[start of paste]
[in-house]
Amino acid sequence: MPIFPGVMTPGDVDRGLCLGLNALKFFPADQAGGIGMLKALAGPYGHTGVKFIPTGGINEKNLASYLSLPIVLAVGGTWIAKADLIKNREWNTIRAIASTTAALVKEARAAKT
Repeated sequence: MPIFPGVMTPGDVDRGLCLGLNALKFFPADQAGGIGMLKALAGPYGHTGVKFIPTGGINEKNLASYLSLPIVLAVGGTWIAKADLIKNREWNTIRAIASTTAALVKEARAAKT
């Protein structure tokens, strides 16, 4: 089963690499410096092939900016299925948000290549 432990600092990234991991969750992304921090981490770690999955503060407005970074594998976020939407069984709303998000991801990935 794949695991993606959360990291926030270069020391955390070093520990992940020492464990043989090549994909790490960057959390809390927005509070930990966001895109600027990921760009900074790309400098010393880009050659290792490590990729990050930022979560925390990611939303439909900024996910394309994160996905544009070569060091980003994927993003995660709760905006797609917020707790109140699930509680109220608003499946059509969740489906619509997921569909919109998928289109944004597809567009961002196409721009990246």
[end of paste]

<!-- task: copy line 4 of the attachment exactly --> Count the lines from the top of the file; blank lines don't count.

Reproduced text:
């Protein structure tokens, strides 16, 4: 089963690499410096092939900016299925948000290549 432990600092990234991991969750992304921090981490770690999955503060407005970074594998976020939407069984709303998000991801990935 794949695991993606959360990291926030270069020391955390070093520990992940020492464990043989090549994909790490960057959390809390927005509070930990966001895109600027990921760009900074790309400098010393880009050659290792490590990729990050930022979560925390990611939303439909900024996910394309994160996905544009070569060091980003994927993003995660709760905006797609917020707790109140699930509680109220608003499946059509969740489906619509997921569909919109998928289109944004597809567009961002196409721009990246």